Jan 242010
 
 January 24, 2010  Non-U.S., Online, Surveillance

Sharon Lafraniere reports:

Expanding what the Chinese government calls a campaign against pornography, cellular companies in Beijing and Shanghai have been told to suspend text services to cellphone users who are found to have sent messages with “illegal or unhealthy content,” state-run media reported on Tuesday.

China Mobile, one of the nation’s largest cellular providers, reported that text messages would automatically be scanned for “key words” provided by the police, according to the English-language China Daily newspaper. Messages will be deemed “unhealthy” if they violate undisclosed criteria established by the central government, the newspaper said.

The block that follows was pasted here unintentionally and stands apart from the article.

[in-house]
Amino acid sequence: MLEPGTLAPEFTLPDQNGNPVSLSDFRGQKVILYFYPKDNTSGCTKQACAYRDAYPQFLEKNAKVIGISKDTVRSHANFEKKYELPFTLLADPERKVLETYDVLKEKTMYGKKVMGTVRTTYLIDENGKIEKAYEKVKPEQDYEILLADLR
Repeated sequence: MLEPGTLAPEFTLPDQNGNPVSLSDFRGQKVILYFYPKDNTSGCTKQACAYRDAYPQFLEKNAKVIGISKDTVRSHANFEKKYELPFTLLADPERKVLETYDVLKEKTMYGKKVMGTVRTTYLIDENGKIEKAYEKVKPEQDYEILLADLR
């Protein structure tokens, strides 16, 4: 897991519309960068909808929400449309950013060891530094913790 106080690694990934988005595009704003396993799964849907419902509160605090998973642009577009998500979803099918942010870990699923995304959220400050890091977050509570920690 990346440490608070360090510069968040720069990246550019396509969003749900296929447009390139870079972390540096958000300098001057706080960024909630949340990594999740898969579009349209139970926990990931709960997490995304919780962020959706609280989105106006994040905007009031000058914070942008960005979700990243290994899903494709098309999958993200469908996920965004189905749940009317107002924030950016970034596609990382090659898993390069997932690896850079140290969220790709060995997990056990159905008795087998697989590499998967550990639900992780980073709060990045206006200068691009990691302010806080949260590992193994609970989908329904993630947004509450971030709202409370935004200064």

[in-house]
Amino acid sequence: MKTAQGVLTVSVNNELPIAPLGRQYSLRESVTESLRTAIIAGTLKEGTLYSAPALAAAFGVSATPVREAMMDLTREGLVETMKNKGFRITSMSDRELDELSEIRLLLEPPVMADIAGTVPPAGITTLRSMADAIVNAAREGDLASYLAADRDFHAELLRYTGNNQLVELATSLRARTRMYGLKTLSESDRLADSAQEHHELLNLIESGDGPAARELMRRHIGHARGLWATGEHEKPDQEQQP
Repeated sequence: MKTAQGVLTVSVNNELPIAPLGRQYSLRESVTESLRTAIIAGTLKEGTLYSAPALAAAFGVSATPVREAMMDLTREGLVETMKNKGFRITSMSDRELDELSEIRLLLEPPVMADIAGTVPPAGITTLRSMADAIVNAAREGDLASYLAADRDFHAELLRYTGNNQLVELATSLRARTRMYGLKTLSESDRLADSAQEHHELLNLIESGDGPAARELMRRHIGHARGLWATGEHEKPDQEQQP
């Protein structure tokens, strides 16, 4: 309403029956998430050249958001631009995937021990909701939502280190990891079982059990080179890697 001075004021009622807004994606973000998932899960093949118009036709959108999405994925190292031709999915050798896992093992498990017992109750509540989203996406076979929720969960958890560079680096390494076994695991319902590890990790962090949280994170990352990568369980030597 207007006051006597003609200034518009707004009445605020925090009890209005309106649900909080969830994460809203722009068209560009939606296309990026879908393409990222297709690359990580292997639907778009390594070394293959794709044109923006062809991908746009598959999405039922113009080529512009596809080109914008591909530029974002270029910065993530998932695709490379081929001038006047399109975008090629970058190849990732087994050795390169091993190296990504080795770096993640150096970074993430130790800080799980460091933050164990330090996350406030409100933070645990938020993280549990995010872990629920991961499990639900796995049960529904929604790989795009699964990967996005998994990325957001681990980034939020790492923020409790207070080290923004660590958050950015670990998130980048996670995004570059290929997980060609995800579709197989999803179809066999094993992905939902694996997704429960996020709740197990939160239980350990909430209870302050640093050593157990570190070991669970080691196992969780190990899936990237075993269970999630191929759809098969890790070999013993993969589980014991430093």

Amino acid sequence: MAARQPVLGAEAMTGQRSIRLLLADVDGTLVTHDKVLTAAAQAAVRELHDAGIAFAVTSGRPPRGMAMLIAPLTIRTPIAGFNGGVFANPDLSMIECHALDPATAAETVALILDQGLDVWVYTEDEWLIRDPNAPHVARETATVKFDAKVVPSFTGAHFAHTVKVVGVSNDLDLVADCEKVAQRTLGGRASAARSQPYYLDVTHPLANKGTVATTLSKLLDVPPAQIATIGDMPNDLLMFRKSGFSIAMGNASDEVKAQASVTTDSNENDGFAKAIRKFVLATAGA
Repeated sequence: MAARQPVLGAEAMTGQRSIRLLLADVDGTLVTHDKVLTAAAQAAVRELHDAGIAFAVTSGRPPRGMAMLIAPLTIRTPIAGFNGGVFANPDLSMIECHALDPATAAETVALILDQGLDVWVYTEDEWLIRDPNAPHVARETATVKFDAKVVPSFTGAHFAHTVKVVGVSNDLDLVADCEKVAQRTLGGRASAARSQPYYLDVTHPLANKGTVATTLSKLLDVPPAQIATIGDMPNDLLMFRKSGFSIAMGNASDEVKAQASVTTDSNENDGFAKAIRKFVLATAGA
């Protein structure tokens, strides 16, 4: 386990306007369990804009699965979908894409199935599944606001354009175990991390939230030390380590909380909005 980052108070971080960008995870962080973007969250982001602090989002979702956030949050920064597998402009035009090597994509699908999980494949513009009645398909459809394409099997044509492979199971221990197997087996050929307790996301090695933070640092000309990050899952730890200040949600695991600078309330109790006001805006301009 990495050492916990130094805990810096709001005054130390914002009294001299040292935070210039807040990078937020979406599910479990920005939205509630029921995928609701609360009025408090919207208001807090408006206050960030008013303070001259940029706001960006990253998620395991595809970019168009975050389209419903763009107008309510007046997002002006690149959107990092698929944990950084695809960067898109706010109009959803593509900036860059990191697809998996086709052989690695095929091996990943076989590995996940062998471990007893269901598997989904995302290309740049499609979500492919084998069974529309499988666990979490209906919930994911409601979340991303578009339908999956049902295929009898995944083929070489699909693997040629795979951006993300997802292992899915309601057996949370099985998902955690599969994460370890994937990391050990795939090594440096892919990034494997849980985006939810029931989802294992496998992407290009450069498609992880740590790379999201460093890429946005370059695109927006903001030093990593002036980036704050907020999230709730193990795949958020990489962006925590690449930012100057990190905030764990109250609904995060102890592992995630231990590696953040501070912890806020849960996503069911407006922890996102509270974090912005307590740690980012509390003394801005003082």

[…]

Kan Kaili, a professor of telecommunications at Beijing University, called the routine surveillance of cellphone messages a violation of privacy rights and the Chinese Constitution.

Read more in The New York Times.

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